I’ve been riding since I was two years old, and riding at a fairly high level since I was in my twenties.
I don’t think I am special, but after riding so many years, on so much terrain, and chasing some really fast riders, it’s natural that you improve over time. I’d like to think after all this experience, I am above average when it comes to riding fitness and skill.
I just spent four days in Whistler and Squamish with a group of friends from Campbell River. We do this trip a couple of times each summer and I generally do all the guiding.
This trip, I lined up a few friends to lead some rides and show us some “locals only” trails.
Each of these three guides told me they were not very good riders, and when they rode with the locals themselves, they often got dropped off the back and had trouble on the more technical trails.
Off we went on day two to meet Chris, our first “not very good rider.” We ascended hard for 650 meters of 20+ percent climbs, finally found the top of the single track and proceeded to ride back down a Whistler black diamond trail.
It was a great trail and we all had tons of fun, but generally, being above average myself, I like to think I can descend faster than a “not very good rider.” Turns out I could keep up to Chris, but barely.
Later that day we hooked up with Brad, also admittedly slower than all his friends. He dragged us up a climb that made me want to quit riding, only to find a descent that was so rough that I had to pedal through the steepest sections just to keep my momentum.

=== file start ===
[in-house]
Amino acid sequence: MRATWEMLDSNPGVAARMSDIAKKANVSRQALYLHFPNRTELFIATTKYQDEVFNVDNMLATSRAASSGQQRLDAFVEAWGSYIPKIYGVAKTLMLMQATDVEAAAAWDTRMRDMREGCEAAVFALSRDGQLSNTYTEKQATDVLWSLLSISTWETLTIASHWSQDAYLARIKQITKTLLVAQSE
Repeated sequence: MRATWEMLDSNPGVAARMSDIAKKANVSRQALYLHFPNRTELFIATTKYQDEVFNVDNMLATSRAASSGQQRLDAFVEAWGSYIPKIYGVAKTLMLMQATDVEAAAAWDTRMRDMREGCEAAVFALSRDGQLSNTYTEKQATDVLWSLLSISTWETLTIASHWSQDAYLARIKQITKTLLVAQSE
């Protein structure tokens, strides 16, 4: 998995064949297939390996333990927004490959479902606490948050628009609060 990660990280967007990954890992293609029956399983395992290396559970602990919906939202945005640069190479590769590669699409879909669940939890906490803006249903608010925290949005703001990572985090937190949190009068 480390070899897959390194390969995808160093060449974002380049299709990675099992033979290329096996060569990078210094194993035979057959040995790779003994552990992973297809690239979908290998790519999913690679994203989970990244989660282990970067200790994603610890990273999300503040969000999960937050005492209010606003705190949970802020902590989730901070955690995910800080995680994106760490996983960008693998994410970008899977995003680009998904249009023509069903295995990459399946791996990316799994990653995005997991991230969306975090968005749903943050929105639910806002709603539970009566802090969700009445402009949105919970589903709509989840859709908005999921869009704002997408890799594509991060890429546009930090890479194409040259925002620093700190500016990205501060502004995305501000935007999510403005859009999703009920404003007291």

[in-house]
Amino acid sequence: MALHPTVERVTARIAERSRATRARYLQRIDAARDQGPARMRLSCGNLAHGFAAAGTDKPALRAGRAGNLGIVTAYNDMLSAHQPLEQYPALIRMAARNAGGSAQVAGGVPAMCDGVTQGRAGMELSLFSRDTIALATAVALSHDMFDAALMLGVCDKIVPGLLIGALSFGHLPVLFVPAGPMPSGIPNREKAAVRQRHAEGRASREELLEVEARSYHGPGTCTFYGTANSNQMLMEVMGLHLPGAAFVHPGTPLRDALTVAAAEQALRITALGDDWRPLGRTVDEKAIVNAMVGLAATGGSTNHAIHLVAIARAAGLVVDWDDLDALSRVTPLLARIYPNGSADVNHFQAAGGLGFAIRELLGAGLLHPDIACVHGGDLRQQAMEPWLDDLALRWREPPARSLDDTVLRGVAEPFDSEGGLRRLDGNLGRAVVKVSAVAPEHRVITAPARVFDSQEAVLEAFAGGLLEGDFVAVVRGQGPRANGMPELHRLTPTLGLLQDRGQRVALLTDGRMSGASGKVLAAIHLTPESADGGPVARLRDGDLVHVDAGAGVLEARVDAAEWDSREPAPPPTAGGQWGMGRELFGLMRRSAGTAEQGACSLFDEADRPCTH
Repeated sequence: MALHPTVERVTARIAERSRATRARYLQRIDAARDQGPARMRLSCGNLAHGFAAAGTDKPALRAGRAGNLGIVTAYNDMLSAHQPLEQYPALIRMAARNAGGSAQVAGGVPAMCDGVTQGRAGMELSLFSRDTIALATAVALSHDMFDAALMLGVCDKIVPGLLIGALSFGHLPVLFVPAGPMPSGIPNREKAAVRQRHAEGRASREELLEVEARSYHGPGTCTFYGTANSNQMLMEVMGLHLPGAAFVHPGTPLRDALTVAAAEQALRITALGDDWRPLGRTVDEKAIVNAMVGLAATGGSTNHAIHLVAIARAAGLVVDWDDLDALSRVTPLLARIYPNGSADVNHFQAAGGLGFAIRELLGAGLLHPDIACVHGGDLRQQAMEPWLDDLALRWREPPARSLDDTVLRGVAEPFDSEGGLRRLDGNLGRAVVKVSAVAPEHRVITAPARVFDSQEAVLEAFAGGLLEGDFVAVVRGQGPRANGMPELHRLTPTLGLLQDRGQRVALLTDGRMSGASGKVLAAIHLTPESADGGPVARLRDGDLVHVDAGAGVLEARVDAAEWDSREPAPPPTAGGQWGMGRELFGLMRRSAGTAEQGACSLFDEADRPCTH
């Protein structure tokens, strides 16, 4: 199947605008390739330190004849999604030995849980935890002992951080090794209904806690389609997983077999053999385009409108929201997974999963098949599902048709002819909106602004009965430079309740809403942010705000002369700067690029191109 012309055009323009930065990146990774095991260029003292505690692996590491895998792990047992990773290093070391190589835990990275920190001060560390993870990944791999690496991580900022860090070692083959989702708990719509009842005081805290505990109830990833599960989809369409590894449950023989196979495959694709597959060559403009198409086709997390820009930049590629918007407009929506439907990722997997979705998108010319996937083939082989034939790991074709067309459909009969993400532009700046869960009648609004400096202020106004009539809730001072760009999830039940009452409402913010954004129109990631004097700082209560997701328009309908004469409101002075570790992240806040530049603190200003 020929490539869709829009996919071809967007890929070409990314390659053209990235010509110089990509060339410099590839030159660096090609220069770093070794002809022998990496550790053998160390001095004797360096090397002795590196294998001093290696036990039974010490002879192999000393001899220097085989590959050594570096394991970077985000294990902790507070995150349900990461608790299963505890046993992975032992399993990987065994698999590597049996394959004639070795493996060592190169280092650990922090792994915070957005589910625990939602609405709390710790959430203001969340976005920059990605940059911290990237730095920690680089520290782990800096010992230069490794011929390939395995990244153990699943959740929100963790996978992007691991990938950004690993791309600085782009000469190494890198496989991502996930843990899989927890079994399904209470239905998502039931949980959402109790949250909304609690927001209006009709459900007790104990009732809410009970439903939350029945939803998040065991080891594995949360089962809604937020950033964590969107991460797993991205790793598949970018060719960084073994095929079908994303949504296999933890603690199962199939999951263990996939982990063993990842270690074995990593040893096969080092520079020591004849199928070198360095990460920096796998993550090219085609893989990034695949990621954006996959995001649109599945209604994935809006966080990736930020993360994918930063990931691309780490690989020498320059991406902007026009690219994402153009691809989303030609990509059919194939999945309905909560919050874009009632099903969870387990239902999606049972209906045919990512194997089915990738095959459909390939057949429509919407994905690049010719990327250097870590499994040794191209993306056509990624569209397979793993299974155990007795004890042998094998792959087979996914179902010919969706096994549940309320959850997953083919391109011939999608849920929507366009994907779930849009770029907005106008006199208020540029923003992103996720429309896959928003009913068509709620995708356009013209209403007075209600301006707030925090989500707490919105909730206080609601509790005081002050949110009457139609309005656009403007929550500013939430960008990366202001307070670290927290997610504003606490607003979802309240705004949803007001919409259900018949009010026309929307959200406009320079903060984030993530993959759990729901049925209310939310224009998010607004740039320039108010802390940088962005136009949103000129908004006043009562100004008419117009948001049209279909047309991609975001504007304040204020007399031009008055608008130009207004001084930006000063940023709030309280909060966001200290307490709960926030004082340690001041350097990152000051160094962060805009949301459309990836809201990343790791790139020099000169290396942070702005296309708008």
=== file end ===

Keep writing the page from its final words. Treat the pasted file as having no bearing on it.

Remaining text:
At the end of the day, these two guys were smiling and looking like they were ready for another lap, while we were ready for a long nap.
On day four we met Jared for a quick lap of Squamish’s finest singletrack. As we started, Jared explained how he suffers on every ride with his regular crew, on the climbs and the descents, so he was happy this was our fourth day and we could take it easy.
The first trail was a fairly fresh loamy trail.
“Sweet, dirt and roots, just like home, now I’m in my element,” I thought. For a second I considered dropping in first, but something held me back.
Jared dropped in and disappeared into a steep, wet, rooty mess. I tried to hang on, but he was gone within three corners.
Again, I had an amazing day and was grateful for the local’s tour. Great friends make for great rides, but it was a bit of an eye-opener. If you ride where the best riders in the world live, average, or maybe below average, is going to have to be good enough for us mere mortals.